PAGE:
Keeping Dogs Under Control

By Jane Cruickshank / November 17, 2023
give a dog a bad name.. golden doodle walking taken from side

By Denise Bannerman

An increase in the number of large, XL-type Bully dogs in Stonehaven and incidents of dogs being out of control in Dunnottar Woods and Forest Drive Park have led Stonehaven residents to voice concerns about control and public safety.

This comes against a national backdrop of XL Bully dogs frequently appearing in media stories, having attacked owners and members of the public alike.

Community council member Denise Bannerman together with Julie Gray of the North of Scotland Staffordshire Bull Terrier Club agreed to look into this issue – and reported their findings at Tuesday’s meeting of Stonehaven and District Community Council.

New law in England and Wales

Whilst, currently, issues around unsociable and uncontrolled dogs are covered by the Control of Dogs (Scotland Act), in England and Wales legislation is due to be enacted which will ban this breed. Owners will be able to apply to have their dogs exempted from the ban if they agree to neuter, microchip and muzzle their dogs or to receive compensation if their dog is put to sleep.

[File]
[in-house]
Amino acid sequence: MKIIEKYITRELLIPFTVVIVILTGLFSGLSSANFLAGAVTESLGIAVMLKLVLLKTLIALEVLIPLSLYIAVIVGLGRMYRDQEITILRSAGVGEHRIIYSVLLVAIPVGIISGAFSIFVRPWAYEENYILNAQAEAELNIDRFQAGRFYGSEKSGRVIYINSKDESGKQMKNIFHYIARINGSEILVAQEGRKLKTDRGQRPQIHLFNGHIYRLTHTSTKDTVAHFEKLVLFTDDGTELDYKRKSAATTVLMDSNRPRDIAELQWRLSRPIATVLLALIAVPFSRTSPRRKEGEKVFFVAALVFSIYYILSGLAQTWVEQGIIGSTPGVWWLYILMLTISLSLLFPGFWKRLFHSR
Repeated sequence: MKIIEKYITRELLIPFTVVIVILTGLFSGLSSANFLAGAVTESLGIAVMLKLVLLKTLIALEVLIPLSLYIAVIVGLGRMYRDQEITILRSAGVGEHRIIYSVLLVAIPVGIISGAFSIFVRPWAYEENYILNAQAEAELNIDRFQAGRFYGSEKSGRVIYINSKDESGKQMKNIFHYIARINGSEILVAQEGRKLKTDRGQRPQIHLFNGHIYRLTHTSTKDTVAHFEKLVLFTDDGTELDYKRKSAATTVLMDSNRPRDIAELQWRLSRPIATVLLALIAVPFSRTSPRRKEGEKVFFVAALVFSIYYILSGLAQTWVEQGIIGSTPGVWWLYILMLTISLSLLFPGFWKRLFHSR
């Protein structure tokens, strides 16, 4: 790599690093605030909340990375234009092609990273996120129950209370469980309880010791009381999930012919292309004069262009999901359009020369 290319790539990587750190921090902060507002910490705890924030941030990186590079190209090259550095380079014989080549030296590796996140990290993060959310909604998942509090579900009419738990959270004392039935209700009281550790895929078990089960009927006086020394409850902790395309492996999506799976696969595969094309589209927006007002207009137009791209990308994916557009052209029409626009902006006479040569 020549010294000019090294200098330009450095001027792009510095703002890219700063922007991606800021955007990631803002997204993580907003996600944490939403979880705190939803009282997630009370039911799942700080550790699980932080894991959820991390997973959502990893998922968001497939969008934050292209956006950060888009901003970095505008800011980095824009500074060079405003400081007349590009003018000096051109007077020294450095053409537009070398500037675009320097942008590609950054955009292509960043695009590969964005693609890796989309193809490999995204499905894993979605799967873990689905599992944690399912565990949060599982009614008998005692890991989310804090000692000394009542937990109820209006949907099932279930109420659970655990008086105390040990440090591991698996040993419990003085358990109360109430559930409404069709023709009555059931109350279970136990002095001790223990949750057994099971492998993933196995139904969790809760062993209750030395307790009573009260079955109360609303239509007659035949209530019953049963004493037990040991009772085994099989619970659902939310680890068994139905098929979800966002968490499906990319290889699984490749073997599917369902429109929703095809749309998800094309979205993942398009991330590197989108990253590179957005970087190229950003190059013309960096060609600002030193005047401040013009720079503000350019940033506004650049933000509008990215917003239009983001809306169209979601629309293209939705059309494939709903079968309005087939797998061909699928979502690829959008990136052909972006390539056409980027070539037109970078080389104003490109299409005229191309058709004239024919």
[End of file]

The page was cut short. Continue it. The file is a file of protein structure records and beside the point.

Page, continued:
DEFRA has produced a breed description to help identify these dogs, but it is so generalized (and mainly based on the height of the animal) that there is considerable risk of dogs being mistakenly identified as XL Bullies.

Situation in Scotland

Denise Bannerman said the Scottish government has not as yet taken the decision to ban the breed but has stated that a review of the situation will take place in the future (the date is not yet specified).

She said she was keen to emphasize that the vast majority of dogs are well behaved and their owners are responsible. However, should Scotland follow the path that England and Wales have taken then it would be wise to address the situation.

The Kennel Club offers a free Good Citizen Dog training scheme which covers responsible dog ownership and obedience training for pets. This could help people to protect their dogs and prevent unsociable behaviour.

If the government decides not to ban the breed, a ‘Positive Ownership’ event involving charities, animal welfare officers and other experts could be held at a local venue to offer advice and information to dog owners.